Obviously, this horse today was very special. I don't know who was the underbidder, but I told Jeff, 'This ain't going to be easy.' The price was right on what we thought."

Consigned by Woodford Thoroughbreds, hip 598 was bred in Kentucky by Lantern Hill Farm out of the Bernstein mare Blue Beryl. He was purchased for $220,000 by Woodford from the Lantern Hill consignment to the Keeneland September Yearling Sale. 

"We've been waiting all day for this horse because we knew he was really special," said Beth Bayer of Woodford Thoroughbreds. "We were hoping someone like Mike Ryan would get this horse. We're just very ecstatic. The horse has been doing everything right at the farm. All along, our trainer, John Gleason, thought high of this horse from day one.

"From what I'm hearing across the board, everybody's loving the Upstarts, and I think they're on to the right track. I think he's a good horse, and the (former) governor, Brereton Jones, does a good job picking out nice horses to promote. In a tough market and a tough situation, I think things are going as expected."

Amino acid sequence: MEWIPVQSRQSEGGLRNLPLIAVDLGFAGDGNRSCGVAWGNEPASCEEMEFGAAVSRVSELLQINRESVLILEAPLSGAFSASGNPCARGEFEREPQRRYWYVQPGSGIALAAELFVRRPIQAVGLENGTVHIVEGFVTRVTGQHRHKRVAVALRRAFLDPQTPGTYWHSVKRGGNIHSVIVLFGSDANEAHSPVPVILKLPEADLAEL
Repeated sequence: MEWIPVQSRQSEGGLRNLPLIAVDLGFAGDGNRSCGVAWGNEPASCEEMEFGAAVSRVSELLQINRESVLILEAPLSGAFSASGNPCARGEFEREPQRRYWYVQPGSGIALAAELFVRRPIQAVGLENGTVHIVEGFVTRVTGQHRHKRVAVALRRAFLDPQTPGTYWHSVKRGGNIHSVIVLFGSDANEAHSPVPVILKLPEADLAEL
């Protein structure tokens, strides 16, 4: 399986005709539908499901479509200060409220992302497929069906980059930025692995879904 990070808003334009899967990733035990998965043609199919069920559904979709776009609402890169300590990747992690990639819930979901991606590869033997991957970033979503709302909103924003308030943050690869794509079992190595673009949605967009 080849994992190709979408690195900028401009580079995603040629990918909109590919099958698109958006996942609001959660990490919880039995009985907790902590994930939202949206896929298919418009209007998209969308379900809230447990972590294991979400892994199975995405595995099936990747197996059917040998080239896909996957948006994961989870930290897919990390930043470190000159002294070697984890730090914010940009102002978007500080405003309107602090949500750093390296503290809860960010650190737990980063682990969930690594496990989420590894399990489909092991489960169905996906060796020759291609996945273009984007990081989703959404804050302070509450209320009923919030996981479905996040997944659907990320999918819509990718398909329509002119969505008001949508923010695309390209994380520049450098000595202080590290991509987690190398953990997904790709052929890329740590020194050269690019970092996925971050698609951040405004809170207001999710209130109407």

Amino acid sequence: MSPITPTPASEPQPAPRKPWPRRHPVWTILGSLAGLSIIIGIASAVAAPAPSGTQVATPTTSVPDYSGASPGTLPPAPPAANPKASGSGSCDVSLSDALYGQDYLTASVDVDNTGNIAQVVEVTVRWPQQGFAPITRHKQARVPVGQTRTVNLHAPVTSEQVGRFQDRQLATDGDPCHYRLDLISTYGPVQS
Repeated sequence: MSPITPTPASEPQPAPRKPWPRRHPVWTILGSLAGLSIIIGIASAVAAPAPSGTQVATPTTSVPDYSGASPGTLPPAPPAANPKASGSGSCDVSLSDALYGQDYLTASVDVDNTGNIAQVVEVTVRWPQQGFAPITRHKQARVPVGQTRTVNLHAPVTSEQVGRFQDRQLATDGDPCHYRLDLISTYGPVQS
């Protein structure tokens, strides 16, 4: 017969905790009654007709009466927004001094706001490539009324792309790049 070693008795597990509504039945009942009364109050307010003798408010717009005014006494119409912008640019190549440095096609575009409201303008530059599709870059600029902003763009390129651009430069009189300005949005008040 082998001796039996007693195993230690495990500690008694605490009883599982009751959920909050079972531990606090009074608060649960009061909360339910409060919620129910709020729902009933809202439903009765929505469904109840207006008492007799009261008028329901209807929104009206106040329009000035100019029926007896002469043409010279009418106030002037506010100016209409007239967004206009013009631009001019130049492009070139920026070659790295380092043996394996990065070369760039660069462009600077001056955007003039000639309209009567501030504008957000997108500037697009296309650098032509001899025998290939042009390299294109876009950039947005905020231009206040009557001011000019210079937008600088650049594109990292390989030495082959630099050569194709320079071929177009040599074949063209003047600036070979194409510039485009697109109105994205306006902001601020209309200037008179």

Hip 598 was the second Upstart colt purchased by Ryan at OBS March. He also went to $280,000 for another from the consignment of de Meric Sales, agent.

Bred in Kentucky by Aschinger Bloodstock Holdings, the colt is out of the Candy Ridge mare Ridingwiththedevil and was pinhooked by de Meric Sales for $140,000 from the consignment of War Horse Place to The July Sale, Fasig-Tipton's Kentucky select yearling sale. 

"It's a colt we bought in the July sale," Tristan de Meric said. "He's the only Upstart we have on the farm, and he's been training great all year and we're happy to have him. I wish we had more Upstarts from the way he's been training. We have high hopes for him. I'm thrilled that Mike Ryan bought him and wish him the best of luck.